After creating an Instagram campaign to stop users obsessing and tracking their weight and body measurements on the app, actress Jameela Jamil has taken a further step by asking Instagram to ban posts which list measurements of famous women.

In an Instagram post, the The Good Place actress shared a screenshot from account @Myskygomez, a Selena Gomez fan account, which listed Ariana Grande, Gomez and Taylor Swift’s presumed heights and weights.

“What are we doing to our girls?,” she wrote. “Social media is great but so dangerous when ignorant MORONS give misinformation to women… Why do we want girls to agonise over this? Why is this what we write about three of the most successful powerhouse business women of our generation?”

Oh my FUCKING DAYS. WHAT THE FUCK IS THIS?! What are we doing to our girls? Social media is great but so dangerous when ignorant MORONS give misinformation to women. Why are people so obsessed with weight? also why do they never explain to girls that heavy bones and muscle density differs from person to person? why do we want girls to agonize over this? Why is this what we write about three of the most successful powerhouse business women of our generation? This shit is EXACTLY why I started the @i_weigh account and I’m so sorry for all the girls who are currently sitting in their bedrooms, missing their lives, thinking that they need to match a certain weight to be worth something in our society. @instagram should ban these posts.

A post shared by Jameela Jamil (@jameelajamilofficial) on

Jamil explains that these posts are “exactly why” she created the @i_weigh account in March, which shares posts of people “weighing” themselves by their accomplishments and appreciations. Chuck it a follow, it’s quite moving.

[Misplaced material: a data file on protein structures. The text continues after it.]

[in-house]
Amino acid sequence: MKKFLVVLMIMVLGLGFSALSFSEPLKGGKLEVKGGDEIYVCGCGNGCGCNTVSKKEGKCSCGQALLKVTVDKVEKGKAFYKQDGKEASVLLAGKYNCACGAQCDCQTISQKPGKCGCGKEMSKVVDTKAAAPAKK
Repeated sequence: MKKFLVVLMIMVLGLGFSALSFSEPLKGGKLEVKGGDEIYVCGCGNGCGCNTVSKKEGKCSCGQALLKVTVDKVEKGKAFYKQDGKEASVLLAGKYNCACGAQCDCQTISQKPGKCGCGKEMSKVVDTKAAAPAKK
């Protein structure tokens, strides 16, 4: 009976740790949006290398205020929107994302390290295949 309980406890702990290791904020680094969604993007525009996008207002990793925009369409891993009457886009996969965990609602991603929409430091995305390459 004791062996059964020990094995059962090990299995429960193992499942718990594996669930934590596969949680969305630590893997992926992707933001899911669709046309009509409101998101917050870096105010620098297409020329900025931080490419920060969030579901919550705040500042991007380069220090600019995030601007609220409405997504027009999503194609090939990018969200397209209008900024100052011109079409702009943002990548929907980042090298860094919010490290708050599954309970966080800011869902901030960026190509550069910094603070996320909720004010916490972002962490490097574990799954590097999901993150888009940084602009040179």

A post shared by I Weigh (@i_weigh) on

As a photo sharing app, Instagram’s potential affect on self-esteem and issues of mental health is well-documented. Many studies suggest that the carefully-curated element of the app creates an unrealistic glamour to other’s lives.

Additionally, many “pro-ana ‘and other pro-body dysmorphia communities have formed on Instagram. Currently, Insta’s #1 demographic is teenage girls from 13-18.

Jamil recently penned an op-ed for Glamour on the issue, where she summed it up pretty simply:

I don’t even want to talk about body positivity anymore because it means we are still focusing on our looks. I want to take back the control of what women are valued as and move entirely away from the conversation. I want to hear about and see what women are doing. Are we traveling? Are we loving? Are we studying? Are we succeeding? Are we running around after children? Are we growing emotionally?

If you see these sorts of posts, do the world some good and report them.

Image: The Good Place